We don’t try our cases in the press” has to change. Here’s why.
There’s a Latin saying: Silentium est consensus. It translates to “silence equals consent.” When a wrongfully accused person does not answer the charge, most people read it as an admission of guilt. It’s a legal principle of our law that this is not so, but unfortunately, only attorneys and cops seem to realize that.
Those same lawyers and cops have all been told in law school and the police academy, “We don’t discuss our cases in the press; it will all come out in court.” Unfortunately, in recent years, things have changed. Greed-motivated plaintiffs’ lawyers and politically motivated prosecutors have taken to trying their cases in the press, and when the accused do not respond in the same venue, well … silentium est consensus becomes the uncontested verdict in the Court of Public Opinion.
Los Angeles, 1992. A hulking suspect became violent during a traffic stop. An early version of the TASER had no effect, and when four LAPD cops “swarmed” him each grabbing an arm or a leg, he threw them aside like a terrier flinging rats. A citizen named George Holliday turned on his new camcorder in time to catch the man, Rodney King, trying to jerk Officer Lawrence Powell’s Beretta from its holster. The batons came out, and a bit over a minute and 50-some PR-24 swings later, the man was in handcuffs. The video found its way quickly to the media.
The suspect was black, the officers white, and the “Rodney King beating” became a national outrage. The public saw, again and again, the ugliest 10 seconds of the video, though King’s gun snatch attempt was never shown until the trial and then seen by only a small percentage of the public. When the cops were acquitted, riots followed, taking more than 60 lives, injuring thousands, and wreaking economic devastation in what was already one of the most poverty-stricken parts of the city.
Kenosha, 2020. Almost three decades later, another video surfaced in a city of 100,000 in Wisconsin. It showed police officers with drawn guns following a black man, Jacob Blake, from the right rear of an automobile containing two little kids, around the front to the driver’s door, where one officer finally shot him seven times behind lateral midline. It became an instant cause célèbre: “Unarmed Black Man Shot Seven Times in Back.” The police department said not a word in defense of the officer’s action. The city burned and incurred tens of millions of dollars in damages, and three men were shot on video in demonstrable self-defense, two fatally, by a young man subsequently tried for murder.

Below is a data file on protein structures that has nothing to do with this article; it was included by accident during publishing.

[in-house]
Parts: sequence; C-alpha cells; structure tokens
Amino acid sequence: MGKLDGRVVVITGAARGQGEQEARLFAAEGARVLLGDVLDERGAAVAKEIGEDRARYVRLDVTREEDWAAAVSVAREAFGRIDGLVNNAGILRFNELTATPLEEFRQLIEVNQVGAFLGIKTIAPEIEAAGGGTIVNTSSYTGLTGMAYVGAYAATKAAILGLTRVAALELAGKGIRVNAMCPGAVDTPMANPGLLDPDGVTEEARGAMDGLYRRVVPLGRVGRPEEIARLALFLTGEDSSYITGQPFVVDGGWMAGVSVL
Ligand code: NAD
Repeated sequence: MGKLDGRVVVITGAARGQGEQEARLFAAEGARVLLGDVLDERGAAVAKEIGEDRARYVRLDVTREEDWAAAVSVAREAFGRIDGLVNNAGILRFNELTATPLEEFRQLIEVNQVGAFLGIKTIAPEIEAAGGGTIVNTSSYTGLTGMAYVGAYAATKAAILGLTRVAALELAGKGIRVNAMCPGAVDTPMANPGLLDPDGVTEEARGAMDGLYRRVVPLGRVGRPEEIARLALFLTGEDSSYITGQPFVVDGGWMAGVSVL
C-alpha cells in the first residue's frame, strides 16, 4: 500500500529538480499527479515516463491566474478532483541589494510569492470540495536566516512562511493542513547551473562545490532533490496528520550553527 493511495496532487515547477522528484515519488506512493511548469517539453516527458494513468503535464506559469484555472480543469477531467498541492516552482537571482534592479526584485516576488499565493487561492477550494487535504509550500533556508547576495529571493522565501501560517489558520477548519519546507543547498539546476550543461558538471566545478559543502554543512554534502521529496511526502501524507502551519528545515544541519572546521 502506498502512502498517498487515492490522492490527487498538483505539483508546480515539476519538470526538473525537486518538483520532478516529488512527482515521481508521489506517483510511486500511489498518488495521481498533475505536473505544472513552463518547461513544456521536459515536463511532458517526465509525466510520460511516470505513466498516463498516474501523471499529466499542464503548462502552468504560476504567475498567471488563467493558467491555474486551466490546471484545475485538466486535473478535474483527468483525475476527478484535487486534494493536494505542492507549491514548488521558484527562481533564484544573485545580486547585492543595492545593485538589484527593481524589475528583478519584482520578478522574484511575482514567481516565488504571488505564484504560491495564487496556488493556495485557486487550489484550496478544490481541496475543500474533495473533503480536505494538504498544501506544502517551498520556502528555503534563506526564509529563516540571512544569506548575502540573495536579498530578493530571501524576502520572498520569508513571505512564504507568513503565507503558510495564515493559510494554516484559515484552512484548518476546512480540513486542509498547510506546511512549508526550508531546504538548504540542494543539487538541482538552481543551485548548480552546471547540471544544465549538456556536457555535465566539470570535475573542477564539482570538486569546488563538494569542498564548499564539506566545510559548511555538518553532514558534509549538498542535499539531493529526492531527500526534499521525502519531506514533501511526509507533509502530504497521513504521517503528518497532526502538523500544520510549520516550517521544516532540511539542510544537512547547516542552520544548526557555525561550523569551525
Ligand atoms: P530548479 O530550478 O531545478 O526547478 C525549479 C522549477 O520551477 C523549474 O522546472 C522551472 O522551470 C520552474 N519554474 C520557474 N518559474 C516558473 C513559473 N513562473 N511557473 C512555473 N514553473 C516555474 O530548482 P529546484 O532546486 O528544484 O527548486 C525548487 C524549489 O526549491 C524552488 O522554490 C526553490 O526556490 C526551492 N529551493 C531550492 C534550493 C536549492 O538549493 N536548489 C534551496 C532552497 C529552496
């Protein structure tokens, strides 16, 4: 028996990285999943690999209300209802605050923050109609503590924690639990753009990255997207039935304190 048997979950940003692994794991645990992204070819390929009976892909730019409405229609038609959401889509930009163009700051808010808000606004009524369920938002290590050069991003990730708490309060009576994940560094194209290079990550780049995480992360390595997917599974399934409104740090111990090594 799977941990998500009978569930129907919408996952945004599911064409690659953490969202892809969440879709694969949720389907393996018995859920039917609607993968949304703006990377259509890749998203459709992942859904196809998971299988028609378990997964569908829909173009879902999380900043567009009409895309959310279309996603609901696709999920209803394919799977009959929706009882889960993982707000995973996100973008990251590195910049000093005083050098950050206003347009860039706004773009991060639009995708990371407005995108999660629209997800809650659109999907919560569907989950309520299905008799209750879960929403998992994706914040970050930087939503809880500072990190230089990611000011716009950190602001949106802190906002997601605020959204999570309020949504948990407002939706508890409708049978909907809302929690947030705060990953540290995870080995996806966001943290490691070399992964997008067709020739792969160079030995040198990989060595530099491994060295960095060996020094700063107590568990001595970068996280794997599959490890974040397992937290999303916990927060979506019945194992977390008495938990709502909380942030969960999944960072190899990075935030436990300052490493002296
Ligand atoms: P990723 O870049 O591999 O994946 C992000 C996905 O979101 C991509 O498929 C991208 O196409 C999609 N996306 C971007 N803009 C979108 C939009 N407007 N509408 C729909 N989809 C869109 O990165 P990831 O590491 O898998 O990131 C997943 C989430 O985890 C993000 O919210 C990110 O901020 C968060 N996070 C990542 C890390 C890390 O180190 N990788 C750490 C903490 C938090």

From the beginning, a knife had been visible in Blake’s hand, and the officer fired only after he perceived the man turning on him with it within arm’s reach. In truth, the story should have been “Cops Save Black Children from Knife-Wielding Kidnapper.” Yet the “unarmed” narrative continued even after Blake himself confessed he was armed and the state Attorney General’s Office at last released the truth — weeks after the riot and the killings.
Years after the King conflagration, when Charlie Beck became chief of LAPD, he created a policy whereby after any potentially controversial OIS (Officer Involved Shooting) a press conference would be held. It would include the original 911 call, dashcam and bodycam video, scene photos and a narrative of what actually happened. It would be widely disseminated to the public, with the promise the investigation would continue, and the public kept apprised.
Las Vegas Metropolitan Police Department followed, setting a high standard for thoroughness. So did a number of other police departments.
LAPD to LVMPD and beyond, except for disturbances caused nationwide by the death of George Floyd in Minneapolis, every department following this policy has escaped major rioting. The reason is, they have “gotten ahead of the story” and kept false narratives from gaining traction.
We have seen the same principle in armed citizen self-defense shootings. A few years ago in Austin, Texas, John Daub had to shoot and kill a home invader who broke through the front door of his home while his wife and children were present.
He was a member of the Armed Citizens Legal Defense Network (armedcitizensnetwork.org), which had attorney Gene Anthes on the scene before the blood on the floor dried — telling reporters what had really happened. The result: a justifiable homicide ruling and public support and sympathy for John and his family.
A rule of human conflict is when one’s opponents change their attack strategy, one has to alter defense strategy accordingly. With today’s twisting of the truth by journalists and lawyers with less than honorable motives, we need police departments and attorneys who will not leave those who righteously pull the trigger undefended in the unforgiving Court of Public Opinion.